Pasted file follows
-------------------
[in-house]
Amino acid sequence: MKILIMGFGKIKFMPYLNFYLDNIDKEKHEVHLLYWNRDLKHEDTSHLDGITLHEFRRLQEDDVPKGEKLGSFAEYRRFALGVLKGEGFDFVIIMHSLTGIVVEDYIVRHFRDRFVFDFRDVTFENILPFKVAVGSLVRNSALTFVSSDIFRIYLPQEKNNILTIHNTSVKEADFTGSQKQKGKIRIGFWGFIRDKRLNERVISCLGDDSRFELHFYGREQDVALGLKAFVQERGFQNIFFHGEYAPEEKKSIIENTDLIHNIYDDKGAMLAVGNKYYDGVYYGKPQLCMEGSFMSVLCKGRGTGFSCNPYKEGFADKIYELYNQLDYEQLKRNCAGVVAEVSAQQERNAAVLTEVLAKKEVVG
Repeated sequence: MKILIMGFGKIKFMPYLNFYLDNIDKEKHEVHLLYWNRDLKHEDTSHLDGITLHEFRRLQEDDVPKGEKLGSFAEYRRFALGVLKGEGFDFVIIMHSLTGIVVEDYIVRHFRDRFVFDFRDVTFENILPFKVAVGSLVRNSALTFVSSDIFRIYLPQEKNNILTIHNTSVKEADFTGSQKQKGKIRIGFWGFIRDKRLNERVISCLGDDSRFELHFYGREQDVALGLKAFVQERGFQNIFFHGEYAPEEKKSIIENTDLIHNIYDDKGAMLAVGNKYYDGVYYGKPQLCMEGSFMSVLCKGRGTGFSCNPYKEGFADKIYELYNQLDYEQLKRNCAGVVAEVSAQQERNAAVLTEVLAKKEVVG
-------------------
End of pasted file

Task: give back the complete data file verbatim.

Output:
[in-house]
Amino acid sequence: MKILIMGFGKIKFMPYLNFYLDNIDKEKHEVHLLYWNRDLKHEDTSHLDGITLHEFRRLQEDDVPKGEKLGSFAEYRRFALGVLKGEGFDFVIIMHSLTGIVVEDYIVRHFRDRFVFDFRDVTFENILPFKVAVGSLVRNSALTFVSSDIFRIYLPQEKNNILTIHNTSVKEADFTGSQKQKGKIRIGFWGFIRDKRLNERVISCLGDDSRFELHFYGREQDVALGLKAFVQERGFQNIFFHGEYAPEEKKSIIENTDLIHNIYDDKGAMLAVGNKYYDGVYYGKPQLCMEGSFMSVLCKGRGTGFSCNPYKEGFADKIYELYNQLDYEQLKRNCAGVVAEVSAQQERNAAVLTEVLAKKEVVG
Repeated sequence: MKILIMGFGKIKFMPYLNFYLDNIDKEKHEVHLLYWNRDLKHEDTSHLDGITLHEFRRLQEDDVPKGEKLGSFAEYRRFALGVLKGEGFDFVIIMHSLTGIVVEDYIVRHFRDRFVFDFRDVTFENILPFKVAVGSLVRNSALTFVSSDIFRIYLPQEKNNILTIHNTSVKEADFTGSQKQKGKIRIGFWGFIRDKRLNERVISCLGDDSRFELHFYGREQDVALGLKAFVQERGFQNIFFHGEYAPEEKKSIIENTDLIHNIYDDKGAMLAVGNKYYDGVYYGKPQLCMEGSFMSVLCKGRGTGFSCNPYKEGFADKIYELYNQLDYEQLKRNCAGVVAEVSAQQERNAAVLTEVLAKKEVVG